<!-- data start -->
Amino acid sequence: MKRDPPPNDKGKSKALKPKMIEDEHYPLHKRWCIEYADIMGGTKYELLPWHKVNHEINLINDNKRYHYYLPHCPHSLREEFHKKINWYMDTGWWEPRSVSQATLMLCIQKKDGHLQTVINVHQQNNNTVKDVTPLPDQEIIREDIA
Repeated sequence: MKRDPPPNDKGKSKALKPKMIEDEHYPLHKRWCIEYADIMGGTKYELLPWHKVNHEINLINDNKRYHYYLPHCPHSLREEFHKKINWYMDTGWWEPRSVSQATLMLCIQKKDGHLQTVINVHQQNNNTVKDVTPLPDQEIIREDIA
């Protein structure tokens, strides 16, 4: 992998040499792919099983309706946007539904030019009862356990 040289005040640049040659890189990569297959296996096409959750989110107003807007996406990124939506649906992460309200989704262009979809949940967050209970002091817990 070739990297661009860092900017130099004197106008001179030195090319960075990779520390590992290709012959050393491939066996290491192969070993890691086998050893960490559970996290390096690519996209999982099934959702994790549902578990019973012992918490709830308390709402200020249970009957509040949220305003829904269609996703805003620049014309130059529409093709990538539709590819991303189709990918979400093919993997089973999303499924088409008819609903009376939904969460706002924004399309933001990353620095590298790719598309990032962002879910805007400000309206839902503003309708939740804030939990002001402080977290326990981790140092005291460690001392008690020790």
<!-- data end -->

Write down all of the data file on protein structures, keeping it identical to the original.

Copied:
Amino acid sequence: MKRDPPPNDKGKSKALKPKMIEDEHYPLHKRWCIEYADIMGGTKYELLPWHKVNHEINLINDNKRYHYYLPHCPHSLREEFHKKINWYMDTGWWEPRSVSQATLMLCIQKKDGHLQTVINVHQQNNNTVKDVTPLPDQEIIREDIA
Repeated sequence: MKRDPPPNDKGKSKALKPKMIEDEHYPLHKRWCIEYADIMGGTKYELLPWHKVNHEINLINDNKRYHYYLPHCPHSLREEFHKKINWYMDTGWWEPRSVSQATLMLCIQKKDGHLQTVINVHQQNNNTVKDVTPLPDQEIIREDIA
């Protein structure tokens, strides 16, 4: 992998040499792919099983309706946007539904030019009862356990 040289005040640049040659890189990569297959296996096409959750989110107003807007996406990124939506649906992460309200989704262009979809949940967050209970002091817990 070739990297661009860092900017130099004197106008001179030195090319960075990779520390590992290709012959050393491939066996290491192969070993890691086998050893960490559970996290390096690519996209999982099934959702994790549902578990019973012992918490709830308390709402200020249970009957509040949220305003829904269609996703805003620049014309130059529409093709990538539709590819991303189709990918979400093919993997089973999303499924088409008819609903009376939904969460706002924004399309933001990353620095590298790719598309990032962002879910805007400000309206839902503003309708939740804030939990002001402080977290326990981790140092005291460690001392008690020790």